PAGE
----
The remodeling industry seems to have turned the corner, with kitchens leading the way, according to the National Kitchen & Bath Association's latest market report.
In the first three months of 2012, the number of homeowners who started a kitchen renovation was up more than 50 percent from the previous quarter. The average budget for those projects, meanwhile, jumped 6 percent to $30,325, and nearly all dealers expect that figure to increase or stay the same.
If you're planning a remodel of your own, these findings underscore the need to stick to your budget. Here are five tips pulled from Consumer Reports' 2012 Kitchen Report.
Plan it properly. Nothing blows a budget faster than making changes after the work is under way. When we surveyed readers about what went wrong on their last kitchen remodel, late changes was the most expensive answer, costing an average of $1,500. For a major kitchen remodel, you should spend several weeks to a few months perusing magazines, meeting with pros, and visiting showrooms.
Consider mid-range appliances. A suite of professional appliances could set you back $20,000, but our tests have found that these high-priced products don't always deliver top performance, and you might also be missing out on the latest innovations. For example, several induction ranges costing $2,500 or less delivered better temperature control than beefy 36-inch pro ranges costing twice as much. If you're really smart, you can outfit the entire kitchen, including the fridge, range, dishwasher, and microwave, for less than $4,000.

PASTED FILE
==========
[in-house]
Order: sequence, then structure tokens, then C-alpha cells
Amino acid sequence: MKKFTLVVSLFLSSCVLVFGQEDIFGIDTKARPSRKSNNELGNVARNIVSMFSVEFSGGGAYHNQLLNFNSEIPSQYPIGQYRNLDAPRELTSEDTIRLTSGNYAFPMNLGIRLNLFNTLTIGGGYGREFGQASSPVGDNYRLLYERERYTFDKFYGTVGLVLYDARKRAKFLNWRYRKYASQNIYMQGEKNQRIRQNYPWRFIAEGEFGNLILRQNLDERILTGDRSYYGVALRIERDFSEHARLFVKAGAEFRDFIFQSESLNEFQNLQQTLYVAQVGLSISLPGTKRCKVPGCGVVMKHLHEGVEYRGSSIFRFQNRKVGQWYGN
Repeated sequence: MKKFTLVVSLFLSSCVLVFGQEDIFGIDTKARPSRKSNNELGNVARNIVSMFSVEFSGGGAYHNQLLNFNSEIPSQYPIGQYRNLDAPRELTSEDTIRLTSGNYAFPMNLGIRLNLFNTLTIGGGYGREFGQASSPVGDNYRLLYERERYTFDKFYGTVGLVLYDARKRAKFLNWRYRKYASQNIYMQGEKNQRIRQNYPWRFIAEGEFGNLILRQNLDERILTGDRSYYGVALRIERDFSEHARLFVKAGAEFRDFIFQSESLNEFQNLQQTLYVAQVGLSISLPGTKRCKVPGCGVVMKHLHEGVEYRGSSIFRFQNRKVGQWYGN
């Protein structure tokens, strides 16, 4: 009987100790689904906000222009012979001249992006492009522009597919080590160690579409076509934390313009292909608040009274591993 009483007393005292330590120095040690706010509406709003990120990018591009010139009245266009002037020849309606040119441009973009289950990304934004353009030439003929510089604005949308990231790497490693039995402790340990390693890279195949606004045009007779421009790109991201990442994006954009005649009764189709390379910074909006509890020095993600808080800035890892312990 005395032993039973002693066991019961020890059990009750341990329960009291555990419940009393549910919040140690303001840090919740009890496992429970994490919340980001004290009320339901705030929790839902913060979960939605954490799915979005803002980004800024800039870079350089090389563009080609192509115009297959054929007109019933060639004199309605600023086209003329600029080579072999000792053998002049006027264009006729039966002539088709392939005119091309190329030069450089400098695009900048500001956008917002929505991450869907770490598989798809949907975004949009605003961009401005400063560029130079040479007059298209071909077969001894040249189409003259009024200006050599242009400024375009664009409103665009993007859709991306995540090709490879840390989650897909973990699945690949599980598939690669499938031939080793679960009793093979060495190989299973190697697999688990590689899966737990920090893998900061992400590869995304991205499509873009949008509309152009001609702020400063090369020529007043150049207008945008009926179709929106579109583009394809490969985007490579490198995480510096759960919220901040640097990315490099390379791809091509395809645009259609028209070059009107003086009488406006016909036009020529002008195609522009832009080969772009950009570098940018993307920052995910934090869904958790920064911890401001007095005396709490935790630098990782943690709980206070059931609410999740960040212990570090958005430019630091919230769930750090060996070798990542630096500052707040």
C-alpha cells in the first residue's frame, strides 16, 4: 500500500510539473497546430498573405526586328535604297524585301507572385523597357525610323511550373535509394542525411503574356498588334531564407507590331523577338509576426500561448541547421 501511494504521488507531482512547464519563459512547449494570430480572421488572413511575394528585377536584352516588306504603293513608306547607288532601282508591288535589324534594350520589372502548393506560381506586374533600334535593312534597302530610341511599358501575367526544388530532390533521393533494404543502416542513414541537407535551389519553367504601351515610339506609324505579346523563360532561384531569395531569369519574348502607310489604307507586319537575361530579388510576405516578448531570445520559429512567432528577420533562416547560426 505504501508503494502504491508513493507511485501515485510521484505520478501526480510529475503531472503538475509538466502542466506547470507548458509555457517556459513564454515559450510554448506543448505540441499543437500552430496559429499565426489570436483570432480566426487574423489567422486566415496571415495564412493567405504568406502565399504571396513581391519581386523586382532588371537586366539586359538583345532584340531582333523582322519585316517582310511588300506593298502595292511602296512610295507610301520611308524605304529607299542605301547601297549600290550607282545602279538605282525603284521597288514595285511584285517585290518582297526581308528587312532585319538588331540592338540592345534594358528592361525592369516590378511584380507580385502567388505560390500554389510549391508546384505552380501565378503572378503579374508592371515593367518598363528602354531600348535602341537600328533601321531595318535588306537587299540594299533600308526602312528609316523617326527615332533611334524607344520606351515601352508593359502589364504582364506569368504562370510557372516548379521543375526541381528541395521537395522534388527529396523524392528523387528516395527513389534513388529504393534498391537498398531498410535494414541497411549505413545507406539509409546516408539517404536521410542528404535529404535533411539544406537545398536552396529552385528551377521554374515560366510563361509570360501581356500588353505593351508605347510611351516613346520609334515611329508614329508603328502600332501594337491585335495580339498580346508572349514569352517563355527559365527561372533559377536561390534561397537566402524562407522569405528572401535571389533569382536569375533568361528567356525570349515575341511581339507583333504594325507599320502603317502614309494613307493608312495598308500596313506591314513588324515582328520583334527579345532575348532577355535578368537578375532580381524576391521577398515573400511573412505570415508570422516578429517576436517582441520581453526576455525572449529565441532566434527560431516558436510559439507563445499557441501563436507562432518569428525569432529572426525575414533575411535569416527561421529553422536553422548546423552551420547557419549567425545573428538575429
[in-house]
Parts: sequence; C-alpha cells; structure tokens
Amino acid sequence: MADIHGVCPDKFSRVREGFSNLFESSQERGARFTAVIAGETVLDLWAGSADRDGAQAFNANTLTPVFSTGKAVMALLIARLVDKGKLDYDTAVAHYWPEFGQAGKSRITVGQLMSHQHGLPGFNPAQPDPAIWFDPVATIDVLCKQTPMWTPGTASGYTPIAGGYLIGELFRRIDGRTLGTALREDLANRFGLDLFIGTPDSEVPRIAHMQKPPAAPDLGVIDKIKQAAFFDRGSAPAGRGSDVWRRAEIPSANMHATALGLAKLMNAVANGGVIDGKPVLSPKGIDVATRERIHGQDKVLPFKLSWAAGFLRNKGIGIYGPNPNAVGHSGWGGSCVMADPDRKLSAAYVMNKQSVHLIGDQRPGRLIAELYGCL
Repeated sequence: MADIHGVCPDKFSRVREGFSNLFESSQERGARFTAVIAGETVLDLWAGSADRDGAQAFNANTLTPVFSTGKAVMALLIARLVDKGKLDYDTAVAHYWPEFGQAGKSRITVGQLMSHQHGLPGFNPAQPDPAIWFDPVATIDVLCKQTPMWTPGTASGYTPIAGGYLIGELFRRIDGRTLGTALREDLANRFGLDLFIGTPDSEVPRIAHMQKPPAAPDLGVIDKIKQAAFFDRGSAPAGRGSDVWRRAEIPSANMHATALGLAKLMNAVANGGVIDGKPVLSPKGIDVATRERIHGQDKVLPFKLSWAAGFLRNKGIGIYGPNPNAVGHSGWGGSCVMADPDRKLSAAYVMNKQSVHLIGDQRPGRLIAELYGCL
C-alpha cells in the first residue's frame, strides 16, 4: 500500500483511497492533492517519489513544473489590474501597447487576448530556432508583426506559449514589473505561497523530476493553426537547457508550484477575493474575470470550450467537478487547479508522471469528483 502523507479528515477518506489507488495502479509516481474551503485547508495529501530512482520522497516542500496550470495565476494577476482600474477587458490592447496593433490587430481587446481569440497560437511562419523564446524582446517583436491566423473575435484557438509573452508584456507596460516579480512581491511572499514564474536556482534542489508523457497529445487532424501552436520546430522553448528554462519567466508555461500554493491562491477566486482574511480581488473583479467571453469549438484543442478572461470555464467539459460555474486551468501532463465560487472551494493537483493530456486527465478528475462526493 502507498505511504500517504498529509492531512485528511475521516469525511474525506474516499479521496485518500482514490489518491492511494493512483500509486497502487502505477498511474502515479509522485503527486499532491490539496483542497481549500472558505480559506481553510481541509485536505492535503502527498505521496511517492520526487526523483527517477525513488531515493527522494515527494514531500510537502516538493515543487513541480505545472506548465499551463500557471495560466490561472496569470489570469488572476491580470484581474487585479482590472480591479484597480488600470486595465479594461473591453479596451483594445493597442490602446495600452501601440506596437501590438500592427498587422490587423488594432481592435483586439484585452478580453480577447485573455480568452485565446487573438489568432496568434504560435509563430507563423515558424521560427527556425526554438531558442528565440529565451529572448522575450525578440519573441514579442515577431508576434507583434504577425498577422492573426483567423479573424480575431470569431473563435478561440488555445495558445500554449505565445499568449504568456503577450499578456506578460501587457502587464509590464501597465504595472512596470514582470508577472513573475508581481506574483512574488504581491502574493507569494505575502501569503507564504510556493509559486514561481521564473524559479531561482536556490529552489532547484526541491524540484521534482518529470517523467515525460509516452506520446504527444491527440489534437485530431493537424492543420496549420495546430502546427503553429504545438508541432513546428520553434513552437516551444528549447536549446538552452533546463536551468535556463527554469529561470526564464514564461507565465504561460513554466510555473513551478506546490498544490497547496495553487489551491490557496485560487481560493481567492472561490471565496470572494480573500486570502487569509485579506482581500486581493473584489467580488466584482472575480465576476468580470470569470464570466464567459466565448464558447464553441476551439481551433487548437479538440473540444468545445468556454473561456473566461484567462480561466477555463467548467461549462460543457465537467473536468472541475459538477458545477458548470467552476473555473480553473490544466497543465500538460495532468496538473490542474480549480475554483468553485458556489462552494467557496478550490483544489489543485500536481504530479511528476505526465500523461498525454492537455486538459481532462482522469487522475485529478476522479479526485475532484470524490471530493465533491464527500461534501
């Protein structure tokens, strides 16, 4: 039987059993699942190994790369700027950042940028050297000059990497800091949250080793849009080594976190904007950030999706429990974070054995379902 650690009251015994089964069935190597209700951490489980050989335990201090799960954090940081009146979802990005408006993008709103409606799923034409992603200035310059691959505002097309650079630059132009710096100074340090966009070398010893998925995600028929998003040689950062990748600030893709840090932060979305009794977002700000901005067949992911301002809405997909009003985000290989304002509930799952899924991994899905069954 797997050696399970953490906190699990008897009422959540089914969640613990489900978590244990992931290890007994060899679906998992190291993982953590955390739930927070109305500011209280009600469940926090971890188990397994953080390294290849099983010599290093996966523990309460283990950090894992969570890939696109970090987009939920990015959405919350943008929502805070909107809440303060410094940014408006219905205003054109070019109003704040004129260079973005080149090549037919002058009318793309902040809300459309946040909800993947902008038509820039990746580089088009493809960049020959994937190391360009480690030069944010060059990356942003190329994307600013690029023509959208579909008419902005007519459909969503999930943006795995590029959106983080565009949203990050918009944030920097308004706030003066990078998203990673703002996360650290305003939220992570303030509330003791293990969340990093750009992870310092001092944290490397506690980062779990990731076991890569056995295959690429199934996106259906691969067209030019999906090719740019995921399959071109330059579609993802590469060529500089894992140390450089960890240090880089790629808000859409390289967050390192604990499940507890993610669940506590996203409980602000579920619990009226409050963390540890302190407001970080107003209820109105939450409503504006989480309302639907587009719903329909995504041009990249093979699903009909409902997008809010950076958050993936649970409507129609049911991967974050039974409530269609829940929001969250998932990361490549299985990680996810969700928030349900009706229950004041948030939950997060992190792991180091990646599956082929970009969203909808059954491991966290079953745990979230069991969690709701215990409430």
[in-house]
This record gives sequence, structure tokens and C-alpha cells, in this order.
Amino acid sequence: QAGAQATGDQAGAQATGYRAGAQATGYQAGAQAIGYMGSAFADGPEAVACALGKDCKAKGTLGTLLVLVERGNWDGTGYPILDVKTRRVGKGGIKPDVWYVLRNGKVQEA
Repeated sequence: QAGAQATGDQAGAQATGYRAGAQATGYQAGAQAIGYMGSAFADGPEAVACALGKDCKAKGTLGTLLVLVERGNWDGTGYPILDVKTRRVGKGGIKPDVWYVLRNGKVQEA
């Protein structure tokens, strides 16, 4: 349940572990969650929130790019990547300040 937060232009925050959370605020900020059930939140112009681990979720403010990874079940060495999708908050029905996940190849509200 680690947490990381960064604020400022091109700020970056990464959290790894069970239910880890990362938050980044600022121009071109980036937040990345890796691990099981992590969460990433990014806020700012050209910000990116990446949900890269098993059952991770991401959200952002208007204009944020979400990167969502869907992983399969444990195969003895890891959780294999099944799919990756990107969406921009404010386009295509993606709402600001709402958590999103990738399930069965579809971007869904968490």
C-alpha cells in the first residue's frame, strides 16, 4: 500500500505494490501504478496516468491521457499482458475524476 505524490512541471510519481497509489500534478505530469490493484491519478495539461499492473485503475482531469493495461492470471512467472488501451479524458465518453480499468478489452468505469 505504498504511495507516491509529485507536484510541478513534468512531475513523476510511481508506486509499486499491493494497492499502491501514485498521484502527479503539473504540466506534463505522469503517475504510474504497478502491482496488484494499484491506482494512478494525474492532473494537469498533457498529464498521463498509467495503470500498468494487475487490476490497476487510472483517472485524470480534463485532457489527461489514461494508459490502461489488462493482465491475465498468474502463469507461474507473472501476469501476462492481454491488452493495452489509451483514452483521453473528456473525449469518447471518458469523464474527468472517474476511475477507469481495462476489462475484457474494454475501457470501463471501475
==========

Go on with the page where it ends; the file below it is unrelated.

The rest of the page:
Skip the custom cabinetry. Cabinets can account for half the cost of a kitchen, especially if you spring for custom units. You can save 30 percent or more by choosing semi-custom units. Stock units offer even greater savings, without necessarily sacrificing style. If the layout of the existing cabinets works and the units are plumb, square, and sturdy, you could refinish them with a fresh coat of paint or reface them by replacing the cabinet doors and drawers and applying veneers to the face frames and ends.
Save on surfaces. You don't interact with countertops and floors the way you do with appliances and cabinets. So if you're on a tight budget, these surfaces are the place to save. Instead of high-priced natural stone for the countertop, consider laminate, which performed very well in our tests, especially against stains and heat. On the floor, vinyl is a cost-effective alternative to wood and stone, and it comes in some very alluring patterns.
Do some of the work yourself. That might knock a few thousand bucks from your budget. Focus on the front and back ends of the project, such as ripping out the cabinets during demolition and handling the finish painting. Leave the complicated electrical and plumbing work to the pros. Invest in quality labor for finish work, like tile setting, since small mistakes can cause major disappointment.